Russia's war on Ukraine latest: Russia says 63 servicemen killed in Makiivka
Dec 1 (Reuters) - Ukraine's military said Russia had pulled some troops from towns on the opposite bank of the Dnipro River from Kherson city, the first official Ukrainian report of a Russian withdrawal on what is now the main front line in the south..
* Spain has stepped up security at public and diplomatic buildings after a spate of letter bombs, including one sent to Prime Minister Pedro Sanchez and another to the Ukrainian embassy in Madrid, where an official suffered minor injuries.
* Air raid alerts were issued across all of Ukraine following warnings by Ukrainian officials that Russia was preparing a new wave of missile and drone strikes. "An overall air raid alert is in place in Ukraine. Go to shelters," country's border service wrote on Telegram messaging app.
* Ukraine's military said it had found fragments of Russian-fired nuclear-capable missiles with dud warheads in west Ukraine, and that their apparent purpose was to distract air defences.
* The recently liberated Ukrainian city of Kherson has lost its power supply after heavy shelling by Russian forces, the regional governor said.
DIPLOMACY, FOREIGN RESPONSE
* European Union governments tentatively agreed on a $60 a barrel price cap on Russian seaborne oil, with an adjustment mechanism to keep the cap at 5% below the market price, an EU diplomat said.
* Russian Foreign Minister Sergei Lavrov said on that big problems had accumulated in the Organization for Security and Cooperation in Europe (OSCE), accusing the West of spurning the chance to make it a real bridge with Russia after the Cold War.
* Lavrov said that discussions with Washington about potential prisoner exchanges were being conducted by the two countries' intelligence services, and that he hoped they would be successful.
* The European Union needs patience as it sanctions Russia for its invasion of Ukraine, as most measures will only have an impact in the medium and long term, Lithuania's prime minister said in an interview at the Reuters NEXT conference.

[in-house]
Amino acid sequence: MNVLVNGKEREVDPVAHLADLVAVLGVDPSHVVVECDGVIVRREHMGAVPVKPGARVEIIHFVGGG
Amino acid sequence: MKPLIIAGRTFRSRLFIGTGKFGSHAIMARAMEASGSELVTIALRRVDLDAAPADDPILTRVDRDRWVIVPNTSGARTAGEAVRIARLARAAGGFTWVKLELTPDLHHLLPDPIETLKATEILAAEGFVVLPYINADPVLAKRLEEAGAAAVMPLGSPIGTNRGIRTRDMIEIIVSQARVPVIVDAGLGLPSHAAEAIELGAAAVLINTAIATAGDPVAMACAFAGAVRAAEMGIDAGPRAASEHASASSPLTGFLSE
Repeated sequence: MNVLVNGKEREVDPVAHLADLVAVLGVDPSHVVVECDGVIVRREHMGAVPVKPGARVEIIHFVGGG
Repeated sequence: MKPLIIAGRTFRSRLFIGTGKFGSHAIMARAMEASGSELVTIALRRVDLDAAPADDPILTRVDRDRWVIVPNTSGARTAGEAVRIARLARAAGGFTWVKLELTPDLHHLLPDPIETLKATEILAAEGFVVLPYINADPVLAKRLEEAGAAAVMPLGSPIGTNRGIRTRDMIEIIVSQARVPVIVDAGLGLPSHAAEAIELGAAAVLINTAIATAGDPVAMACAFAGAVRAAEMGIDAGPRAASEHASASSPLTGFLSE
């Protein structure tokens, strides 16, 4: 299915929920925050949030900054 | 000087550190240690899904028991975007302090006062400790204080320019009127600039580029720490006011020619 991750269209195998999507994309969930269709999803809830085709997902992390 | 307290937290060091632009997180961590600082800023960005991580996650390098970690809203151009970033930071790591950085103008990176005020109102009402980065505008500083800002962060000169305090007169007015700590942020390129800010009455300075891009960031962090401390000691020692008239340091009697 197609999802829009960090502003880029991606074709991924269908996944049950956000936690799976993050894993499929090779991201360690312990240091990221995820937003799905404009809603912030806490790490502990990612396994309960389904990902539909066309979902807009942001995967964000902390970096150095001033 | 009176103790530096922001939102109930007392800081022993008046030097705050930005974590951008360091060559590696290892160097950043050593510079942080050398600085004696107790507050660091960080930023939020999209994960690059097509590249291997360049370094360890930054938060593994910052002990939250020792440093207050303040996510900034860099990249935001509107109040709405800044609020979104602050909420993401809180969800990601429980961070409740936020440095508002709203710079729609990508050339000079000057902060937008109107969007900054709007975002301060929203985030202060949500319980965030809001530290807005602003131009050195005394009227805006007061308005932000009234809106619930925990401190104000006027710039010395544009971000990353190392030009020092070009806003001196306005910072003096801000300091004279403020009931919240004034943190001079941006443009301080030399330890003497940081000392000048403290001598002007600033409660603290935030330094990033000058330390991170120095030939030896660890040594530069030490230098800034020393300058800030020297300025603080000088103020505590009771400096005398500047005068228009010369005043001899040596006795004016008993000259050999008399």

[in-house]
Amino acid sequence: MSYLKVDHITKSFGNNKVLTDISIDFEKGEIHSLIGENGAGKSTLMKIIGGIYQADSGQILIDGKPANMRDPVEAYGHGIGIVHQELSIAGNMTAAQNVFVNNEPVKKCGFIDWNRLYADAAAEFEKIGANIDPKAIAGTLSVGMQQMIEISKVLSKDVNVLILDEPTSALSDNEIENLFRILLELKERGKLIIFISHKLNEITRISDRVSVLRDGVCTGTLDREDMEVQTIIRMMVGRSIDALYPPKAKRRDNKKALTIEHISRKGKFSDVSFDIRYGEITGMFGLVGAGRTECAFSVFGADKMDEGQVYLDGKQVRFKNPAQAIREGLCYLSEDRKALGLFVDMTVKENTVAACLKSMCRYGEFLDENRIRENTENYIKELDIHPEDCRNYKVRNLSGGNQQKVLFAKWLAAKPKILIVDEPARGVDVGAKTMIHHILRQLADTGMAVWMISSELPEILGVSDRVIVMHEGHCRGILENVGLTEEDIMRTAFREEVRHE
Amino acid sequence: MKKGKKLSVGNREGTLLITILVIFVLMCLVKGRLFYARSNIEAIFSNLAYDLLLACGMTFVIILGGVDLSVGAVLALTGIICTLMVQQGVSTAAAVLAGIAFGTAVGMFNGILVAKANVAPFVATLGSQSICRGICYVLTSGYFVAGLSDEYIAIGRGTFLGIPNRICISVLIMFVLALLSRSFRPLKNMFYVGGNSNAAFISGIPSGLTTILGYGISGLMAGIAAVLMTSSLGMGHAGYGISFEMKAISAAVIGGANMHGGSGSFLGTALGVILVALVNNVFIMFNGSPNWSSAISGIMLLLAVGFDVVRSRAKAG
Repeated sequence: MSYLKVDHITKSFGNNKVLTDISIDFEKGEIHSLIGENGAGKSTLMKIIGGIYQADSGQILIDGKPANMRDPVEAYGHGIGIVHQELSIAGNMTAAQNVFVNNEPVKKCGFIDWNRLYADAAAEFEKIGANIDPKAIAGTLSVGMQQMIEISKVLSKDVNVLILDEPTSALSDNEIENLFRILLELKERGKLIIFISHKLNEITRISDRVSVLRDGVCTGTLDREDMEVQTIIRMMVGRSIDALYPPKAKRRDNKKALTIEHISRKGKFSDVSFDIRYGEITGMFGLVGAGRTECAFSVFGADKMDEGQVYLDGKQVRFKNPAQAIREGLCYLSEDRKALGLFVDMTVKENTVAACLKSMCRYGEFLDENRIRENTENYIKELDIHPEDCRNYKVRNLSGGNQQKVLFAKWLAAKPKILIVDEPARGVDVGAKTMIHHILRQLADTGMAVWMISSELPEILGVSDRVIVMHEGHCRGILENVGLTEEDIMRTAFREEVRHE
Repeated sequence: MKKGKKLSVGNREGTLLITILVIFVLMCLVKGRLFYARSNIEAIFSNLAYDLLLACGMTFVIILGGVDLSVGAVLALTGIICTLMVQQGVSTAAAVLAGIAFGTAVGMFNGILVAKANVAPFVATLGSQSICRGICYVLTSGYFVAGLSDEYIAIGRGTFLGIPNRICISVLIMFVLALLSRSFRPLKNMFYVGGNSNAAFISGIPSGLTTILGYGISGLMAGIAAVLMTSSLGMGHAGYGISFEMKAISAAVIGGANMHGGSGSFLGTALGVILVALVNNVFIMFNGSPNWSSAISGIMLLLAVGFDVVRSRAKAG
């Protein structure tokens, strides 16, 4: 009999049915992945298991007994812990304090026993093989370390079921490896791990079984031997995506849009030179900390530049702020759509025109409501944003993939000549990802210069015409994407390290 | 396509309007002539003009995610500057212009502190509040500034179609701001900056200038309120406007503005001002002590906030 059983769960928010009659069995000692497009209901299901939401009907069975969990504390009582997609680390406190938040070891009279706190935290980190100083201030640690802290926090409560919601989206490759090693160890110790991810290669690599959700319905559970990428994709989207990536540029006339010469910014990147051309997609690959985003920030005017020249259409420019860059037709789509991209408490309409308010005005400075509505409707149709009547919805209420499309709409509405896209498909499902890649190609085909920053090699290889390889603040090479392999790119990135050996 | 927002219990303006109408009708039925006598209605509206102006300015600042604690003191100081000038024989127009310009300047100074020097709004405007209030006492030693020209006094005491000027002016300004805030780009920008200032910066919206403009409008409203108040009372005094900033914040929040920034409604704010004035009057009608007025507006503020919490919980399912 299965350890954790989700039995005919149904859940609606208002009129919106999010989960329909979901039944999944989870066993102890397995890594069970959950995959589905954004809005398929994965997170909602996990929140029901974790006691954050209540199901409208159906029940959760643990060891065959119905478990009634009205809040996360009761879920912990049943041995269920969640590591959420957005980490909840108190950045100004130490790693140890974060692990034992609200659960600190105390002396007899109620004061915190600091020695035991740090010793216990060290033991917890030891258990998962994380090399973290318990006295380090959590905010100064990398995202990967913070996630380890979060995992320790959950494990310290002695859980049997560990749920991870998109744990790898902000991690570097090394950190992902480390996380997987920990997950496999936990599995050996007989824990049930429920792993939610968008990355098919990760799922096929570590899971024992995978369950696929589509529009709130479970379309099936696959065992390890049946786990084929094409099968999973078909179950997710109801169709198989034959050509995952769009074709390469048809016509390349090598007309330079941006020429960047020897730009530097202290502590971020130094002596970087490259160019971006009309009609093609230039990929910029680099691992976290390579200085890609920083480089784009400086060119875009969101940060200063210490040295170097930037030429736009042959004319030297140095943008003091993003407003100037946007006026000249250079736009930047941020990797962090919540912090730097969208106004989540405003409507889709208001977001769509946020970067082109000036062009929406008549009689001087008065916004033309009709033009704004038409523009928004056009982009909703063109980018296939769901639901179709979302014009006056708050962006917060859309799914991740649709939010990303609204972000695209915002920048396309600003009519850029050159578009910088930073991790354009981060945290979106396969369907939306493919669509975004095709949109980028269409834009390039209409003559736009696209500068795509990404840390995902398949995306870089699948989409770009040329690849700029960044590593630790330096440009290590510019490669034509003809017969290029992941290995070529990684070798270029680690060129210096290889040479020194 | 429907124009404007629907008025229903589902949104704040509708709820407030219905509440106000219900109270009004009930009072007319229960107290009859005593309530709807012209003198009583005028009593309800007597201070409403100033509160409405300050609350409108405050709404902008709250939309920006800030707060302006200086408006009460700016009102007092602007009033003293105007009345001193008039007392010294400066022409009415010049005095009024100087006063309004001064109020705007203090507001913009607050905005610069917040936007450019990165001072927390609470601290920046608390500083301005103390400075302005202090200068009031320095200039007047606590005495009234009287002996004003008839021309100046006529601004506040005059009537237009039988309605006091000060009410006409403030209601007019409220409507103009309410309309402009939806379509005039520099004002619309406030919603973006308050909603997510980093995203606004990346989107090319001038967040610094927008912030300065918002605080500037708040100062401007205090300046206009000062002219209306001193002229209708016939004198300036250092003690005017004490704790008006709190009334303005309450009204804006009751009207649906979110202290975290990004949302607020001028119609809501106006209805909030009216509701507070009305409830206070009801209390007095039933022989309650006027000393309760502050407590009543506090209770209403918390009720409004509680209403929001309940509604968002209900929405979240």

* Switzerland has frozen financial assets worth 7.5 billion Swiss francs ($7.94 billion) as of Nov. 25 under sanctions against Russians to punish Moscow for its invasion of Ukraine, the State Secretariat for Economic Affairs (SECO) said.
* Russia said the German parliament's move to recognise the 1932-33 famine in Ukraine as a Soviet-imposed genocide was an anti-Russian provocation and an attempt by Germany to whitewash its Nazi past.
* Ukraine sacked a top engineer at the Russian-occupied Zaporizhzhia nuclear power plant, accusing him of collaborating with Russian forces, and urged other Ukrainian staff at the plant to remain loyal to Kyiv.
* Russia must withdraw its heavy weapons and military personnel from the Zaporizhzhia plant if the U.N. atomic watchdog's efforts to create a protection zone are to succeed, Ukrainian Foreign Minister Dmytro Kuleba said.
* In a grim sign of the energy crisis caused by Russian attacks on Ukraine's electricity grid, nine people have been killed in fires over the past 24 hours as Ukrainians resorted to emergency generators, candles and gas cylinders in violation of safety rules to try to heat their homes after power outages.
* "Remember one thing - the Russians are afraid. And they are very cold and no one will help them, because they do not have popular support," - Andriy Yermak, chief of Ukrainian presidential staff.
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